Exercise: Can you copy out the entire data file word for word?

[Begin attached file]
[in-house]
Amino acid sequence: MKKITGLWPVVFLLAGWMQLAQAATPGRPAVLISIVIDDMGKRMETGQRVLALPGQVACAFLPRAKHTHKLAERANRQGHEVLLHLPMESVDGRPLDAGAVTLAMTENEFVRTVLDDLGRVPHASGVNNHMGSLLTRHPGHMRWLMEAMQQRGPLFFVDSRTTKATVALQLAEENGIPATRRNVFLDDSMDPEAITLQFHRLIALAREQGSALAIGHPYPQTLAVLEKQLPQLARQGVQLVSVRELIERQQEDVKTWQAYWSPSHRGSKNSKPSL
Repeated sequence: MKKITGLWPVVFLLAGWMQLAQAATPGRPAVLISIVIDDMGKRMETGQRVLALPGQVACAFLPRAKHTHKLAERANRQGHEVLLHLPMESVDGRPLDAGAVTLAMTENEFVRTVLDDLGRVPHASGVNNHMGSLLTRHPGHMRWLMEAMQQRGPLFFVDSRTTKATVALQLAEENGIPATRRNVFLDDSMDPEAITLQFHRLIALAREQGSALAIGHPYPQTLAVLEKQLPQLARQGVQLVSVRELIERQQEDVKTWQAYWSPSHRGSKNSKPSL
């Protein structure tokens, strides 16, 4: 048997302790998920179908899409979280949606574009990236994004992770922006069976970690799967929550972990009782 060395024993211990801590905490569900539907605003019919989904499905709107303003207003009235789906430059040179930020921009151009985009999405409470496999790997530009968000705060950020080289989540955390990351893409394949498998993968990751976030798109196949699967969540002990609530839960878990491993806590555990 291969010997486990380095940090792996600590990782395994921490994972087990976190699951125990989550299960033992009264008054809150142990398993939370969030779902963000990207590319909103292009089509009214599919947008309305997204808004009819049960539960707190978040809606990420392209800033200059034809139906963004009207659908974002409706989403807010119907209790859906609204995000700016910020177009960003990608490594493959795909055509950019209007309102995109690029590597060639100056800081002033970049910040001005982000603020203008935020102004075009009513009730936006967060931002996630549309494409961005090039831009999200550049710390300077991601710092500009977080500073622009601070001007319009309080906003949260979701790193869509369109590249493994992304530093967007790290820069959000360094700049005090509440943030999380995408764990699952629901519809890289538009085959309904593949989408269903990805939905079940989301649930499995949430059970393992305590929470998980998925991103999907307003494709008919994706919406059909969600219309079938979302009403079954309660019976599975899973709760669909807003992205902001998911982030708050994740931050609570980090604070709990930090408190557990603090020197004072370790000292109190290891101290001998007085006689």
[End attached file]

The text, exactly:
[in-house]
Amino acid sequence: MKKITGLWPVVFLLAGWMQLAQAATPGRPAVLISIVIDDMGKRMETGQRVLALPGQVACAFLPRAKHTHKLAERANRQGHEVLLHLPMESVDGRPLDAGAVTLAMTENEFVRTVLDDLGRVPHASGVNNHMGSLLTRHPGHMRWLMEAMQQRGPLFFVDSRTTKATVALQLAEENGIPATRRNVFLDDSMDPEAITLQFHRLIALAREQGSALAIGHPYPQTLAVLEKQLPQLARQGVQLVSVRELIERQQEDVKTWQAYWSPSHRGSKNSKPSL
Repeated sequence: MKKITGLWPVVFLLAGWMQLAQAATPGRPAVLISIVIDDMGKRMETGQRVLALPGQVACAFLPRAKHTHKLAERANRQGHEVLLHLPMESVDGRPLDAGAVTLAMTENEFVRTVLDDLGRVPHASGVNNHMGSLLTRHPGHMRWLMEAMQQRGPLFFVDSRTTKATVALQLAEENGIPATRRNVFLDDSMDPEAITLQFHRLIALAREQGSALAIGHPYPQTLAVLEKQLPQLARQGVQLVSVRELIERQQEDVKTWQAYWSPSHRGSKNSKPSL
């Protein structure tokens, strides 16, 4: 048997302790998920179908899409979280949606574009990236994004992770922006069976970690799967929550972990009782 060395024993211990801590905490569900539907605003019919989904499905709107303003207003009235789906430059040179930020921009151009985009999405409470496999790997530009968000705060950020080289989540955390990351893409394949498998993968990751976030798109196949699967969540002990609530839960878990491993806590555990 291969010997486990380095940090792996600590990782395994921490994972087990976190699951125990989550299960033992009264008054809150142990398993939370969030779902963000990207590319909103292009089509009214599919947008309305997204808004009819049960539960707190978040809606990420392209800033200059034809139906963004009207659908974002409706989403807010119907209790859906609204995000700016910020177009960003990608490594493959795909055509950019209007309102995109690029590597060639100056800081002033970049910040001005982000603020203008935020102004075009009513009730936006967060931002996630549309494409961005090039831009999200550049710390300077991601710092500009977080500073622009601070001007319009309080906003949260979701790193869509369109590249493994992304530093967007790290820069959000360094700049005090509440943030999380995408764990699952629901519809890289538009085959309904593949989408269903990805939905079940989301649930499995949430059970393992305590929470998980998925991103999907307003494709008919994706919406059909969600219309079938979302009403079954309660019976599975899973709760669909807003992205902001998911982030708050994740931050609570980090604070709990930090408190557990603090020197004072370790000292109190290891101290001998007085006689």